The Life Insurance Settlement Association is asking regulators and life insurers to do more to stamp out stranger-originated annuity transactions.
“LISA adamantly opposes STAT schemes and believes that they should be banned because they harm life insurance consumers,” Doug Head, executive director of LISA, says in a statement.
The investor who initiates a STAT buys a variable annuity that names an individual with a short life expectancy as the annuitant. The investor then collects the contract guaranteed minimum death benefits when the annuitant dies.
The National Association of Insurance and Financial Advisors, Falls Church, Va., recently made a formal decision to oppose STATs.
In some cases, according to news reports, “appointed agents have taken out advertisements in newspapers, or taken to the hallways of nursing homes and hospices, soliciting terminally ill individuals with short life expectancies to participate in these annuity schemes,” LISA says.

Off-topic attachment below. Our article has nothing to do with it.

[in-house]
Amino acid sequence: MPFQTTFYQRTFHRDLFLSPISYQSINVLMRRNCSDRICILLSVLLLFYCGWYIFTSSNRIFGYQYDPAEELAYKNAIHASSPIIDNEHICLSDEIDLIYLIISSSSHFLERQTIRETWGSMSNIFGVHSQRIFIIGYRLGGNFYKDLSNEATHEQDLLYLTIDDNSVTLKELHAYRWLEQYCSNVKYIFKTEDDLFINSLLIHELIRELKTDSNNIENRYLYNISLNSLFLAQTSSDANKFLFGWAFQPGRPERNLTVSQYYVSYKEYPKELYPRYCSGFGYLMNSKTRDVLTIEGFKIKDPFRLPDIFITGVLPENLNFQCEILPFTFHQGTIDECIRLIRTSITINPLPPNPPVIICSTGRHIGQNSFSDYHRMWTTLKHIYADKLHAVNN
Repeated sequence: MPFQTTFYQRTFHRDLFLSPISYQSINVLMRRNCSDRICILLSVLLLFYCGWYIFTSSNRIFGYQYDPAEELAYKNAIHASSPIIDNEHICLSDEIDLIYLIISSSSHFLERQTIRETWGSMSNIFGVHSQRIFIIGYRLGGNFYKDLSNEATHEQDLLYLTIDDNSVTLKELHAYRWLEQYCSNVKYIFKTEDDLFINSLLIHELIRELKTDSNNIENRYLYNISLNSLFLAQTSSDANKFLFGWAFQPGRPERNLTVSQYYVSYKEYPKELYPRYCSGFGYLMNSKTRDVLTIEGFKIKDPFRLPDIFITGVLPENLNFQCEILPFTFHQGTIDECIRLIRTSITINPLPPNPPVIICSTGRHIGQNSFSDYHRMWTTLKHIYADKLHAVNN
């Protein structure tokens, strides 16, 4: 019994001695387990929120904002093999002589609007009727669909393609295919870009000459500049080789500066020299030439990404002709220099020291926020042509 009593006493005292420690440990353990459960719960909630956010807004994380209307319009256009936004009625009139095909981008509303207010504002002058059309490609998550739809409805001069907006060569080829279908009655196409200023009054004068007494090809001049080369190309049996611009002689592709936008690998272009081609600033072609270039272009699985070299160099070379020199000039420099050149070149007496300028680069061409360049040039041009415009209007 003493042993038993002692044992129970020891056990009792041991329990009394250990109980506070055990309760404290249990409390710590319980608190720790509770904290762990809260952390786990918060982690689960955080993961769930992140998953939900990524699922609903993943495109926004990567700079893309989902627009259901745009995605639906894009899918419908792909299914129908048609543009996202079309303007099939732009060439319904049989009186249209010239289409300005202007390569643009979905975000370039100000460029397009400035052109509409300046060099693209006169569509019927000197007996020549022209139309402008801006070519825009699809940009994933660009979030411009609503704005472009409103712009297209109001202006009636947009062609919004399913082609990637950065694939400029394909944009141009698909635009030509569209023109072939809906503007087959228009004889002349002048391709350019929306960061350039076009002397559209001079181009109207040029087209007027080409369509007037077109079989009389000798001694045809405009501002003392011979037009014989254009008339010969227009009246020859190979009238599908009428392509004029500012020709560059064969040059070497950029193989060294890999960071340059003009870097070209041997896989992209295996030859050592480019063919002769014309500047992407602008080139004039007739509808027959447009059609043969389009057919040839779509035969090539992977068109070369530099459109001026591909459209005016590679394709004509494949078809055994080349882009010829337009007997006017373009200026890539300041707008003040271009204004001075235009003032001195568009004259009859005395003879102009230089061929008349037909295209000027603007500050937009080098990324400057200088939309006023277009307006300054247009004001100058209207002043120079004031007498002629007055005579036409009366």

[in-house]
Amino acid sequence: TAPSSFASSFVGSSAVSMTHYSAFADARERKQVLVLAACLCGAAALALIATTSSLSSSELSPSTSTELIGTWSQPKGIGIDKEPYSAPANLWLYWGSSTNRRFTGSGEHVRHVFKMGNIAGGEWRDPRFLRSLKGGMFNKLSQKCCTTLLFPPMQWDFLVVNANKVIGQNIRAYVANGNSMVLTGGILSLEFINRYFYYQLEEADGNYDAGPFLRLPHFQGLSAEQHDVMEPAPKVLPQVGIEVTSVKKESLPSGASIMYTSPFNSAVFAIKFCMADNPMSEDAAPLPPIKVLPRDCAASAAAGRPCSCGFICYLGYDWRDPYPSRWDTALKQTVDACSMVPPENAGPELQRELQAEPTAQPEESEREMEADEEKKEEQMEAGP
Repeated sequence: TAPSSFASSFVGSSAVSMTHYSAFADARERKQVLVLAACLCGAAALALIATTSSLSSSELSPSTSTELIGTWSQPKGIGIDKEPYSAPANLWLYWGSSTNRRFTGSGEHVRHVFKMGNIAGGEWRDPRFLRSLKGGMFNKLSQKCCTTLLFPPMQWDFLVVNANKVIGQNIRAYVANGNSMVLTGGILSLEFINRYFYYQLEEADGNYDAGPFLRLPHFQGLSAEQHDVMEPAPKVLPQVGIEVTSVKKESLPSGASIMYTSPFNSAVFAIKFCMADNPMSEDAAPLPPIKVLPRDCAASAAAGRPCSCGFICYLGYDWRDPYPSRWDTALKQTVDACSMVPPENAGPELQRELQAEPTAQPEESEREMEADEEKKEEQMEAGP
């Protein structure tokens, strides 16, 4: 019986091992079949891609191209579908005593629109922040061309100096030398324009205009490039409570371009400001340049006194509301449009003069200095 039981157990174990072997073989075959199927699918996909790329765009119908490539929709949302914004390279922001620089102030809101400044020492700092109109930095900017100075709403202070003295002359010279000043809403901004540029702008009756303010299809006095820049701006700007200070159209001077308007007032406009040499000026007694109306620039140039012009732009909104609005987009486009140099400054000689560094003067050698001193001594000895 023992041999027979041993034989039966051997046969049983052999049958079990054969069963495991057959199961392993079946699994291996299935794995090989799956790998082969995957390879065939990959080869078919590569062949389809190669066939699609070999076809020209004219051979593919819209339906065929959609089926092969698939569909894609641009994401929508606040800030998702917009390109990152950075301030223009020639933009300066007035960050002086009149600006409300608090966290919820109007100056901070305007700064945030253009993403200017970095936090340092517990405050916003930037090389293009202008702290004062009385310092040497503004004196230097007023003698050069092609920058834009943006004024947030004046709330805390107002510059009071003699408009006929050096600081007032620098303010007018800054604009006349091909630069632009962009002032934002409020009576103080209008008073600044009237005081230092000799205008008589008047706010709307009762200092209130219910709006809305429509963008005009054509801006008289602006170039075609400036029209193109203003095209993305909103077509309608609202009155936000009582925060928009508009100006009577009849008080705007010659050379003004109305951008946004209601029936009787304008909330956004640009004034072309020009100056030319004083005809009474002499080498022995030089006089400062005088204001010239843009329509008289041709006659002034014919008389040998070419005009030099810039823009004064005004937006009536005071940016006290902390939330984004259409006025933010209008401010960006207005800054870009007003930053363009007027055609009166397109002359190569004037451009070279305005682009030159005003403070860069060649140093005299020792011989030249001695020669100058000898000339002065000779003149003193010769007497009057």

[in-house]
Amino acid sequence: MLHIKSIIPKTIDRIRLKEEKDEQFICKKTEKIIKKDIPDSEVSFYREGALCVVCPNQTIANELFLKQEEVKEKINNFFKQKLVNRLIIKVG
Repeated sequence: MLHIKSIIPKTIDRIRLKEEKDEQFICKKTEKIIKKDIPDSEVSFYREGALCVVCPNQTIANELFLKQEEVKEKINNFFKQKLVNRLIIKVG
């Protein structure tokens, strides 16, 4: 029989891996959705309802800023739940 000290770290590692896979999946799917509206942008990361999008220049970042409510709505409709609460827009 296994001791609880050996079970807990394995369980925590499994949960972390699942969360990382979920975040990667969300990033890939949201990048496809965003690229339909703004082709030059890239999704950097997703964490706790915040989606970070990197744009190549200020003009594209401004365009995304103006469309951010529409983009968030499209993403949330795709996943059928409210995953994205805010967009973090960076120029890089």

Promoters may establish a trust or other “shell” to be used as the designated death benefit beneficiary, to hide the true identity of the beneficiaries, LISA says.
The National Associational Association of Insurance Commissioners, Kansas City, Mo., and the National Conference of Insurance Legislators, Troy, N.Y., should develop a model law prohibiting STATs, LISA says.
States should require the owner of an annuity to have an insurable interest in the life of the annuitant, and they should update suitability laws to require life insurers to evaluate the life expectancy of annuity buyers, LISA says.
“There is no reasonable circumstance that would justify an insurance company issuing an annuity to someone who is terminally ill or in severely poor health,” says LISA President Russel Dorsett.